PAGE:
Leaving St David’s, we made for Pembrokeshire’s County Town, Haverfordwest. En route however, we spotted a couple of things of interest we weren’t expecting to find…
St Brides Bay & Newgale Beach – Pembrokeshire
Leaving St David’s, we had been following the A487 towards Haverfordwest, which had so far only really taken us through some luscious green countryside, with the occasional seaview as we came over the next rise. To our surprise, it was suddenly taking us downwards, and the vast expanse of Newgale Beach loomed ahead. We couldn’t help but stop to get some pictures!
Newgale Beach lies on the edge of St Bride’s Bay, which is where the River Alun (from St David’s) reaches the end of its journey. We were also still within the Pembrokeshire Coast National Park, as it follows the coast from St David’s to Pembroke, and we could see why they had chosen this part of coastline to protect. The views are absolutely stunning, looking both North and South around the Bay.
Roch Castle – Pembrokeshire
Leaving Newgale, we spotted a large Castle protruding above the trees near a farm just up the road, so we stopped to get a better look. In St Davids I had spotted an advertisement poster for Roch Castle, which helped me identify this Castle AS Roch Castle.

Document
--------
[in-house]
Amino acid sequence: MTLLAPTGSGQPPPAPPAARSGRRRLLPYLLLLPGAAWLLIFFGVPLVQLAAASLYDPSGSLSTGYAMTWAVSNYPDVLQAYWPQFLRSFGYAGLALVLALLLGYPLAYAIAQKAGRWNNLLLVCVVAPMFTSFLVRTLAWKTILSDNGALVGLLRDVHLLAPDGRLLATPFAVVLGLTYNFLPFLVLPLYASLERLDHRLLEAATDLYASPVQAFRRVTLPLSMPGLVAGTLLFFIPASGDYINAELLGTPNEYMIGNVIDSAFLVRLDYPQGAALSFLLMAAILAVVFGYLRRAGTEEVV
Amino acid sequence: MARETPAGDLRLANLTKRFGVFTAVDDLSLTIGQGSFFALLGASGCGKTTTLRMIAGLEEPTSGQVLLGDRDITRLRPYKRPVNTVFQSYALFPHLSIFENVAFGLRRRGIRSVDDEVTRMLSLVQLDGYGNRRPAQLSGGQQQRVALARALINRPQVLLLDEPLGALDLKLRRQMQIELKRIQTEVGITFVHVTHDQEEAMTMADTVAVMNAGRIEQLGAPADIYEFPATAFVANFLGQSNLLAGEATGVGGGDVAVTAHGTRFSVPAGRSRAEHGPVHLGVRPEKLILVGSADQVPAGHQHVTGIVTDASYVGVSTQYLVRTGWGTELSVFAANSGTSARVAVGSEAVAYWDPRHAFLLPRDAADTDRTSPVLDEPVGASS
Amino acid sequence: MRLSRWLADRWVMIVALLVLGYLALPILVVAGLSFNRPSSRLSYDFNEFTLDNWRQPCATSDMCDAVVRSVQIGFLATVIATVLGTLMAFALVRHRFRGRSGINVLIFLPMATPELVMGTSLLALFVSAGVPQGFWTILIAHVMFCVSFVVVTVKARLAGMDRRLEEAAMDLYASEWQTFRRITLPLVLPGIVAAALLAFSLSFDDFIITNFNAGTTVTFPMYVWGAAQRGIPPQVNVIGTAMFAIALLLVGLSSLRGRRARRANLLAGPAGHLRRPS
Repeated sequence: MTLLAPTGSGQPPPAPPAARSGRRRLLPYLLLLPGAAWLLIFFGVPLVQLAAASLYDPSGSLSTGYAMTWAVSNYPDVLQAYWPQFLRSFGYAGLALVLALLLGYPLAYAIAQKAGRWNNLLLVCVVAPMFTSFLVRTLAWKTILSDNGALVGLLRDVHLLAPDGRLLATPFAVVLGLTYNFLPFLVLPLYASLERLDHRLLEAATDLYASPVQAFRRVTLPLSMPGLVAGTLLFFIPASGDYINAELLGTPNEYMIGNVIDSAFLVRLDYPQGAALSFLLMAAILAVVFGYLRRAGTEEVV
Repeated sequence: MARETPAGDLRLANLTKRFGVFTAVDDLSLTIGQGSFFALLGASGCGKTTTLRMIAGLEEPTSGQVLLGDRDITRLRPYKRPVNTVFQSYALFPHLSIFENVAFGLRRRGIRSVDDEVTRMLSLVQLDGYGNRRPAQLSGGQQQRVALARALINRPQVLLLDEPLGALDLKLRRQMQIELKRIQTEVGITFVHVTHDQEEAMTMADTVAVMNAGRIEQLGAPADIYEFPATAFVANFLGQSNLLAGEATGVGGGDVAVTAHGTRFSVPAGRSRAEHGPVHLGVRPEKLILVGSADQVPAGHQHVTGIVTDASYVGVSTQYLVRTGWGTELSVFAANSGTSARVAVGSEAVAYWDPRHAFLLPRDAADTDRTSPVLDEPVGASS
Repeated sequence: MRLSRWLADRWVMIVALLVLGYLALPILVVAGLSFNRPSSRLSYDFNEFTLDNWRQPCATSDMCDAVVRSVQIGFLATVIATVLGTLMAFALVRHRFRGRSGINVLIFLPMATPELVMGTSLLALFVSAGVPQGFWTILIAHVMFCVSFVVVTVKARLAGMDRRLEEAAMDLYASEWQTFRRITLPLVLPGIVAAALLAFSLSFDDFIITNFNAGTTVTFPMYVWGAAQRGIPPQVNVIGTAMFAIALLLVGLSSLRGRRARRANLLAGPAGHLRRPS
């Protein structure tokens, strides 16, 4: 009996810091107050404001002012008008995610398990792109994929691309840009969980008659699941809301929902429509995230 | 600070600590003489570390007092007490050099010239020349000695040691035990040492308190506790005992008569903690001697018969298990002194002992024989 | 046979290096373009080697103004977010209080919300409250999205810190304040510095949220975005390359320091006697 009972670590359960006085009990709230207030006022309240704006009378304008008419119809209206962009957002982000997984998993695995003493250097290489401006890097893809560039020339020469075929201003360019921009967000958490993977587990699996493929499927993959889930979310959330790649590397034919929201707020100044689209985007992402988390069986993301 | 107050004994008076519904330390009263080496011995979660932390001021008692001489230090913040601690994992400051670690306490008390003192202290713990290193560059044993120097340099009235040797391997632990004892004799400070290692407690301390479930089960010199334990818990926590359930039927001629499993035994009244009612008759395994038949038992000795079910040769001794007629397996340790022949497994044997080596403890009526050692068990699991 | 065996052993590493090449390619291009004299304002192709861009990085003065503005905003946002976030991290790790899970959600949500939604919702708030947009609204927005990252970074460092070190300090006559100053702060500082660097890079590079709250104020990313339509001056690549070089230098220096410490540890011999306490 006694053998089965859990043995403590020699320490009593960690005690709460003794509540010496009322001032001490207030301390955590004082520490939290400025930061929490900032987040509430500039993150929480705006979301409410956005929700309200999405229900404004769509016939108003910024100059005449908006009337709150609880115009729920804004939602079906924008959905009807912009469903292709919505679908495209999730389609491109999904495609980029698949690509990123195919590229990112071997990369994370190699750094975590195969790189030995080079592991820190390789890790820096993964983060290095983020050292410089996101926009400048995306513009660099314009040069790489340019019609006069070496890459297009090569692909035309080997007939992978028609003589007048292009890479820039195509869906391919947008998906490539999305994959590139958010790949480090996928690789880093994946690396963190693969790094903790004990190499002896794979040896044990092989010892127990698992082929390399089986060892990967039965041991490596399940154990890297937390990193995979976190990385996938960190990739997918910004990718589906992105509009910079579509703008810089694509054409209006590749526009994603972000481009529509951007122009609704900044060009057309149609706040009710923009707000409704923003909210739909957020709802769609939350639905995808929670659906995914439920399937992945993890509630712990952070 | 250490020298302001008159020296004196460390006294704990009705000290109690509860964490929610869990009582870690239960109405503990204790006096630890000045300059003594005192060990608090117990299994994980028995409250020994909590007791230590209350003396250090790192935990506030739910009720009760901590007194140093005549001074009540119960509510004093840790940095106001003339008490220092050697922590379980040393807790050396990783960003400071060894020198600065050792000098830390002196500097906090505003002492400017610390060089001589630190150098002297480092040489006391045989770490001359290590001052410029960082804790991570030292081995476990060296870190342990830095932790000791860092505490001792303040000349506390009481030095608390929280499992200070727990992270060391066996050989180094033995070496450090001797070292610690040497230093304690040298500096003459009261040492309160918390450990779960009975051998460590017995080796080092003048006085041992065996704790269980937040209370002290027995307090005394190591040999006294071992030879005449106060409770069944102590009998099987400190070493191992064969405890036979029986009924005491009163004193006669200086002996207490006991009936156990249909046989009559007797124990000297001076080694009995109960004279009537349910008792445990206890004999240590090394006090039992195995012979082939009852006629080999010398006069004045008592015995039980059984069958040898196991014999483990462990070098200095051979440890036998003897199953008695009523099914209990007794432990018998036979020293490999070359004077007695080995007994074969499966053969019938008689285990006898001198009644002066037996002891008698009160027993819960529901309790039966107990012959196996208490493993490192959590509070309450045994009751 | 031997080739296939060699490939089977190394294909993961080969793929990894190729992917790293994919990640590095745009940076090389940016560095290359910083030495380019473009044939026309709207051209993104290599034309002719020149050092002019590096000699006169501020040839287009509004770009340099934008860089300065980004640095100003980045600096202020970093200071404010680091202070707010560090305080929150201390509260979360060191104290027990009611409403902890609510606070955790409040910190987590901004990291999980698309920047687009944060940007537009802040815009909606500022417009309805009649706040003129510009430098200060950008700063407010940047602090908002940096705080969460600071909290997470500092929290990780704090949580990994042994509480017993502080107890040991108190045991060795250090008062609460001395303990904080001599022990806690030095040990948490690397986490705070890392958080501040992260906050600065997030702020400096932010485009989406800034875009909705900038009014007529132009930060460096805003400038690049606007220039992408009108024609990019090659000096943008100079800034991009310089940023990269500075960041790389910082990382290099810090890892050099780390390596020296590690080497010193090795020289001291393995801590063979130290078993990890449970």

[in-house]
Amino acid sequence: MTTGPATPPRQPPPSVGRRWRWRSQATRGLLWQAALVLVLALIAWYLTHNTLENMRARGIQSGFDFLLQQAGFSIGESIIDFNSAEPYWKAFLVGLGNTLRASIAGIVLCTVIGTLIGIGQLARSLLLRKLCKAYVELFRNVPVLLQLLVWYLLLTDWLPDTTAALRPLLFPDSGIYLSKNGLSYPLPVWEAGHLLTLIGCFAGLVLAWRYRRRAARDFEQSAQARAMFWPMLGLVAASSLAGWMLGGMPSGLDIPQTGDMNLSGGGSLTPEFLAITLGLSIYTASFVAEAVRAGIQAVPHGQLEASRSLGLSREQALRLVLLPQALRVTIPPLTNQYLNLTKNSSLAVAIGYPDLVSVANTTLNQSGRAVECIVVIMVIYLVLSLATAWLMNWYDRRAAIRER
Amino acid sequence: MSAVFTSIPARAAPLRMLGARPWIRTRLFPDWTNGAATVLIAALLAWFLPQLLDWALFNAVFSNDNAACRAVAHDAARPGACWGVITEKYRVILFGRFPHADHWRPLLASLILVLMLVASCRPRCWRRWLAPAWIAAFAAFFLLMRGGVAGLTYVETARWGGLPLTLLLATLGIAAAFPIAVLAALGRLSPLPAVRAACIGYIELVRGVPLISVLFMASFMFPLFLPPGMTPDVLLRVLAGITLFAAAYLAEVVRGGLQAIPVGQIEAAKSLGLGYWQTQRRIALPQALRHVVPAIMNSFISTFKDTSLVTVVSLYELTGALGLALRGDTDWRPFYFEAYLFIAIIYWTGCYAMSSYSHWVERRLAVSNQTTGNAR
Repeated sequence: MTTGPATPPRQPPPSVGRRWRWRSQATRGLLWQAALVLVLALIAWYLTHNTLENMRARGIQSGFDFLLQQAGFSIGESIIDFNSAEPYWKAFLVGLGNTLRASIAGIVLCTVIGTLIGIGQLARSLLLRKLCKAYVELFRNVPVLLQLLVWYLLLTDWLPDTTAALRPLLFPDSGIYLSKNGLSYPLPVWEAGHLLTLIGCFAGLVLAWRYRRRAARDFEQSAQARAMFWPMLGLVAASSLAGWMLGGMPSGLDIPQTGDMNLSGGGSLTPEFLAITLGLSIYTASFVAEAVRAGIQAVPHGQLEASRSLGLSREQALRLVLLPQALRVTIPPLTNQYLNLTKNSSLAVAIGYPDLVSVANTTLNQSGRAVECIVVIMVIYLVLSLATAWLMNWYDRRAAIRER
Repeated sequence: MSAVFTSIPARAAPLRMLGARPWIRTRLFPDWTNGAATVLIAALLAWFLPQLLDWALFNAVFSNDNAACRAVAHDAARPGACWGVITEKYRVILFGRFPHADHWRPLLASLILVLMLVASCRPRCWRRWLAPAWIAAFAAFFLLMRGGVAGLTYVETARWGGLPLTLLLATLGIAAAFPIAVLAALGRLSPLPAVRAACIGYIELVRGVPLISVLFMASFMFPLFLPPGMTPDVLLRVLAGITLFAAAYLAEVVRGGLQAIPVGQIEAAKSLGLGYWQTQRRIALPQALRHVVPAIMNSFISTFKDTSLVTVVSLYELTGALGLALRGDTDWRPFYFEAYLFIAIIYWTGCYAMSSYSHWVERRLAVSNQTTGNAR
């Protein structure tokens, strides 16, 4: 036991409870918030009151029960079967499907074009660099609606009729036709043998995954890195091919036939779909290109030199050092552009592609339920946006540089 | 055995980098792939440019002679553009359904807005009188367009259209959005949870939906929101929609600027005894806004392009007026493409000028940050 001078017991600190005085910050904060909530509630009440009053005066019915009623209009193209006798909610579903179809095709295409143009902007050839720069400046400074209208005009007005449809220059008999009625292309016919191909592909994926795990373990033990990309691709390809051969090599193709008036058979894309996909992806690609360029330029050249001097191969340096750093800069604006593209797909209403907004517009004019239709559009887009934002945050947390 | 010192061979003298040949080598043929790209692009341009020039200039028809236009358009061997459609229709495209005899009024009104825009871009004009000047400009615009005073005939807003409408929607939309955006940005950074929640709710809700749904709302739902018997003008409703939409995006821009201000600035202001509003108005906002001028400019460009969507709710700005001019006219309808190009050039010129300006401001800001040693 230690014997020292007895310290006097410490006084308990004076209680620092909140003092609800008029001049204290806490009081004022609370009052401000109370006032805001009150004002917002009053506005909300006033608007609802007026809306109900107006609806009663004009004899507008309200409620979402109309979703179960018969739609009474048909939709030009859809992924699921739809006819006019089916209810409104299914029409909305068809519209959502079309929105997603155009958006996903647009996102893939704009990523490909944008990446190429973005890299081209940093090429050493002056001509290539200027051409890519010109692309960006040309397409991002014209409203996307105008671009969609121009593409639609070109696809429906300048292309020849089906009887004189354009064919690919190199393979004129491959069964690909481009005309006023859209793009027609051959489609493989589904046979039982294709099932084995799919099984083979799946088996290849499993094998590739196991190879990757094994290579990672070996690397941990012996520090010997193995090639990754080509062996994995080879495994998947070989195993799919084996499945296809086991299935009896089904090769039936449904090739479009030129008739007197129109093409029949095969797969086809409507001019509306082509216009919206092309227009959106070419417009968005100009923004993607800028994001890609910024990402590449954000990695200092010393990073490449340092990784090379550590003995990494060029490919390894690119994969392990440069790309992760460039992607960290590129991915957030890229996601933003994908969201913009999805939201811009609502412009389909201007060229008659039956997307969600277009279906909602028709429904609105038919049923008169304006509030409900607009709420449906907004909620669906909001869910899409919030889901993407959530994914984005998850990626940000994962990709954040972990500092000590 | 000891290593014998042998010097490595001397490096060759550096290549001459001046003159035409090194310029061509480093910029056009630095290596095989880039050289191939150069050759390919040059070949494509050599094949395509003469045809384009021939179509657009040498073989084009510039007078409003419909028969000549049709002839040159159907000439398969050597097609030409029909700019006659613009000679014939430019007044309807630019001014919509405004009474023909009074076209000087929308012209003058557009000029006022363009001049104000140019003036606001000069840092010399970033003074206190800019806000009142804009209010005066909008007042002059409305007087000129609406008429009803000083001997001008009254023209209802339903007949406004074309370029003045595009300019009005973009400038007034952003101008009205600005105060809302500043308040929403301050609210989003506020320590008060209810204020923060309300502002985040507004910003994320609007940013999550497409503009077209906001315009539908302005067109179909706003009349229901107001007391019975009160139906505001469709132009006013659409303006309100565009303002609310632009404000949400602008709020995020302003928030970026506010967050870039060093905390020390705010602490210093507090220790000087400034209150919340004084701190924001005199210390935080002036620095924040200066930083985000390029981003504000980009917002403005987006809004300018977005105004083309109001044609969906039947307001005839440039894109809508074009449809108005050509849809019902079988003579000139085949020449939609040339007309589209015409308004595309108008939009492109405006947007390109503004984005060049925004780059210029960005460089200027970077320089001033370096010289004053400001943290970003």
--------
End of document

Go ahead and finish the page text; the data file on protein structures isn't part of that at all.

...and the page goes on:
Roch Castle was built in the 12th century, after the Norman Invasion of England. Indeed it was a Norman Knight who built it, called Adam de Rupe. His family continued to own the Castle for many generations, until their line ended in the 15th century, so it passed to the Walter Family, who held it until the English Civil War forced them to flee their home, and the building was burnt by the Parliamentarians. This led to a period of decline, only reversed thanks to the intervention of 1st Viscount John Philipps (1860 – 1938, MP for Mid Lanarkshire from 1888 until 1895) in the early 20th century, and then the Griffiths-Roch Foundation in 2008 who now maintain and run the Castle.
Leaving St Bride’s Bay behind us, we closed in on Haverfordwest…